Date Published: June 28, 2019
Publisher: Public Library of Science
Author(s): Xue Xia, Yue Liu, Andrea Hodgson, Dongqing Xu, Wenxuan Guo, Hongbing Yu, Weifeng She, Chenxing Zhou, Lei Lan, Kai Fu, Bruce A. Vallance, Fengyi Wan, John M. Leong.
Attaching/Effacing (A/E) bacteria include human pathogens enteropathogenic Escherichia coli (EPEC), enterohemorrhagic E. coli (EHEC), and their murine equivalent Citrobacter rodentium (CR), of which EPEC and EHEC are important causative agents of foodborne diseases worldwide. While A/E pathogen infections cause mild symptoms in the immunocompetent hosts, an increasing number of studies show that they produce more severe morbidity and mortality in immunocompromised and/or immunodeficient hosts. However, the pathogenic mechanisms and crucial host-pathogen interactions during A/E pathogen infections under immunocompromised conditions remain elusive. We performed a functional screening by infecting interleukin-22 (IL-22) knockout (Il22-/-) mice with a library of randomly mutated CR strains. Our screen reveals that interruption of the espF gene, which encodes the Type III Secretion System effector EspF (E. coli secreted protein F) conserved among A/E pathogens, completely abolishes the high mortality rates in CR-infected Il22-/- mice. Chromosomal deletion of espF in CR recapitulates the avirulent phenotype without impacting colonization and proliferation of CR, and EspF complement in ΔespF strain fully restores the virulence in mice. Moreover, the expression levels of the espF gene are elevated during CR infection and CR induces disruption of the tight junction (TJ) strands in colonic epithelium in an EspF-dependent manner. Distinct from EspF, chromosomal deletion of other known TJ-damaging effector genes espG and map failed to impede CR virulence in Il22-/- mice. Hence our findings unveil a critical pathophysiological function for EspF during CR infection in the immunocompromised host and provide new insights into the complex pathogenic mechanisms of A/E pathogens.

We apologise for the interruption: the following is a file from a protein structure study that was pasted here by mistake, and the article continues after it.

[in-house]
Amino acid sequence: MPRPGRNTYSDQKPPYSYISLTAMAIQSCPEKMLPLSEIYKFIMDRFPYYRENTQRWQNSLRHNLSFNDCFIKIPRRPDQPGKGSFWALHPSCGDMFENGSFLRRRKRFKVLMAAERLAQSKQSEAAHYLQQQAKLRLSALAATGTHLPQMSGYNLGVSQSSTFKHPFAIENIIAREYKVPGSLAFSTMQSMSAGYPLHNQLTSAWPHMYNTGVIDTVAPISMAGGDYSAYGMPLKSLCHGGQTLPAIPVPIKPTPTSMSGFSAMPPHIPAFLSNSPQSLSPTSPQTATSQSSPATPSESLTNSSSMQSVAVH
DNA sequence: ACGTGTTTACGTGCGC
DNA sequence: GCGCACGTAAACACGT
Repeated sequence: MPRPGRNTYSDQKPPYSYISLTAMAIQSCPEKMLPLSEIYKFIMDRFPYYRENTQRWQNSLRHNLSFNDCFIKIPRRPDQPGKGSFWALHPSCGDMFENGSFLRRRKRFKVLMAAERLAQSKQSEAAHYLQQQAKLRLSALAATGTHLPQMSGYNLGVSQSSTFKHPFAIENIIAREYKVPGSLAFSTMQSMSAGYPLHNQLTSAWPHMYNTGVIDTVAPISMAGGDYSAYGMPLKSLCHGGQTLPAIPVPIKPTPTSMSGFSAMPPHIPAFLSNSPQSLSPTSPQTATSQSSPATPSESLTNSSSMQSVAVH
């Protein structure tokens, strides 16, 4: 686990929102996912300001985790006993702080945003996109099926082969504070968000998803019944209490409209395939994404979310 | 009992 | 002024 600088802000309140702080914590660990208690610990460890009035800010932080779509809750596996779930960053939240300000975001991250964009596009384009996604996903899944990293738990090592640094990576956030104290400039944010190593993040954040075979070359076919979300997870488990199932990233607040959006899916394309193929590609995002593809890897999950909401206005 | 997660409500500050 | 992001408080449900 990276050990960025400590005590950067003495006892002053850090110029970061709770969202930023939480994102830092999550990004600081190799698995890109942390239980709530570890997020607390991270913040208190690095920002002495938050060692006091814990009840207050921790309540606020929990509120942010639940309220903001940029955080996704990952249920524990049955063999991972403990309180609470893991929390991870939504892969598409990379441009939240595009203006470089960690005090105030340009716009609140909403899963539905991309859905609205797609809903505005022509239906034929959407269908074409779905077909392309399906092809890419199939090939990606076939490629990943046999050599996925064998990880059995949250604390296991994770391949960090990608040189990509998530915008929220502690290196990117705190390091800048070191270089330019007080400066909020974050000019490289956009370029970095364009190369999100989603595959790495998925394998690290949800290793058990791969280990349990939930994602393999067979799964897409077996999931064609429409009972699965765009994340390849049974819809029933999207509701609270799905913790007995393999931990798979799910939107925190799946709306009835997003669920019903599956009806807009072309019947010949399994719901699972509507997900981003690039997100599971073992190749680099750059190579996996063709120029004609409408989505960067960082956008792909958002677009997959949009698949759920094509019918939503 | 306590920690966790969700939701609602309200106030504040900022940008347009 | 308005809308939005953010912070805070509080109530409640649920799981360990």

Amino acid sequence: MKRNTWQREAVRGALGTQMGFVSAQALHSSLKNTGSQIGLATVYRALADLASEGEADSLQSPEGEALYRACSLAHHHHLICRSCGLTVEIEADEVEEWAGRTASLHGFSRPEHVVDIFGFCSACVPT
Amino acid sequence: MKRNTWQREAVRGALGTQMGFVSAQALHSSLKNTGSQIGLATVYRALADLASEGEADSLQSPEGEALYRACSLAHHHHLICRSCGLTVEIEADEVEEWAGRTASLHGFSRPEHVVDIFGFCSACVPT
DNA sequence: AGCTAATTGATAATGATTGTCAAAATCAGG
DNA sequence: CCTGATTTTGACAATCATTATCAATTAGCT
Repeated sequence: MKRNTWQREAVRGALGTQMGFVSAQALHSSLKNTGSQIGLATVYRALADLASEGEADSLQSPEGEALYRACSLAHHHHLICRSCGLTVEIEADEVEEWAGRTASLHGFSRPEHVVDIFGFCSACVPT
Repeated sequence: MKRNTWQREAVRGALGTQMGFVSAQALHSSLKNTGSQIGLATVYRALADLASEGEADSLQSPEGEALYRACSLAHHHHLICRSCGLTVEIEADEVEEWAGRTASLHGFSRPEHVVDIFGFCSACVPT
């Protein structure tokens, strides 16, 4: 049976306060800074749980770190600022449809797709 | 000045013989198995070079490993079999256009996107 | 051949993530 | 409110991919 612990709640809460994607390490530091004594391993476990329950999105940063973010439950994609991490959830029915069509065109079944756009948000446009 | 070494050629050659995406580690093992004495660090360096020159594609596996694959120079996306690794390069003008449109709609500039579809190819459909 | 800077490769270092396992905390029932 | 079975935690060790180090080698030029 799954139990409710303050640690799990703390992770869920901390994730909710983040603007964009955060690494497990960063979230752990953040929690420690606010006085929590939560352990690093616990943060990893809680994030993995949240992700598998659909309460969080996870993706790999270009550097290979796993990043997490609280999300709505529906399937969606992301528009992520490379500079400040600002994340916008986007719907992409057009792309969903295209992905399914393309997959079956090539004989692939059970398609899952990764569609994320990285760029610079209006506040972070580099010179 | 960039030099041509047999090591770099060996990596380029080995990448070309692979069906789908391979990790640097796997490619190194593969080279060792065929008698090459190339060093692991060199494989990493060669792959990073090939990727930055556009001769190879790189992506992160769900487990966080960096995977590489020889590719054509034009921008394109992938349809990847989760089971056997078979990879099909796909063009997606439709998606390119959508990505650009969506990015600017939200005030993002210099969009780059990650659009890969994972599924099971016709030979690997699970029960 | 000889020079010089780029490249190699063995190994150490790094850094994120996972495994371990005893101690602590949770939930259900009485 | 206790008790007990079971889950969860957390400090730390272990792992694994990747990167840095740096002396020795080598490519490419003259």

The human pathogens enterohemorrhagic Escherichia coli (EHEC) and enteropathogenic E. coli (EPEC) are the leading causative agents for foodborne diseases, which lead to severe economic burden, morbidity, and mortality worldwide [1,2,3,4]. EHEC, EPEC and their murine equivalent Citrobacter rodentium (CR) cause attaching and effacing (A/E) lesions, characterized by the attachment of the bacteria to host epithelial cells and the localized destruction of brush-border microvilli [5,6]. Notably, CR shares 66.7% of its genes and most pathogenic mechanisms with EPEC and EHEC [5,7,8,9,10,11]. Since human pathogens EPEC and EHEC do not infect mice well , CR infection in mice has been widely used as an animal model to study the pathogenic mechanisms of A/E pathogens. There are approximately 5,000 genes in each genome of EHEC, EPEC, and CR. However, only a miniscule portion of the encoded genes, including the best-characterized gene cluster locus of enterocyte effacement (LEE) pathogenicity island, has been functionally related to A/E pathogenicity [12,13]. It is therefore believed that a substantial amount of essential host-pathogen interactions during A/E pathogen infections in vivo remain poorly understood.
Gastrointestinal infections caused by A/E pathogens EPEC and EHEC, which are associated with diarrheal diseases, impose significant economic burdens and remain a major public health issue [1,2,3]. Understanding the pathogenic mechanisms of EPEC/EHEC will greatly facilitate new discoveries for treatment against EPEC/EHEC infections in humans. Unfortunately, EPEC and EHEC do not infect mice well under specific pathogen free conditions, which substantially impedes disease modeling and discoveries of pathogenic mechanisms, especially the host-pathogen interactions in pathophysiological settings. The majority of the pathogen-encoded genes and pathogenic strategies are shared among EPEC, EHEC, and their murine equivalent CR, which makes CR infection in mice a widely used small animal model to investigate the EPEC/EHEC pathogenicity, although a substantial amount of pathophysiological pathogen-host interactions are still elusive . A/E pathogens are known to cause a self-limited infection with transient inflammation and mild symptoms in immunocompetent hosts . A recent study demonstrates that CR infection triggers a strikingly elevated mortality in Il22-/- mice, but not wild-type C57Bl/6 animals . Moreover, the Global Enteric Multicenter Study reveals that EPEC is a leading cause of lethality associated with diarrhea among children less than 12 months of age [20,23,39]. The low circulating IL-22 levels in human neonates was speculated to be a significant risk factor for serious infections in the neonatal period . These mouse model and epidemiological studies underscore the severe symptoms and outcomes of A/E pathogen infections in immunocompromised and/or immunodeficient hosts. However, studies of A/E pathogens in immunocompromised and/or immunodeficient settings significantly lag behind those of immunocompetent settings. Hence there is an urgent need to identify the crucial bacterial virulence proteins in A/E pathogens that are important for the infection-associated severe symptoms in the immunocompromised conditions.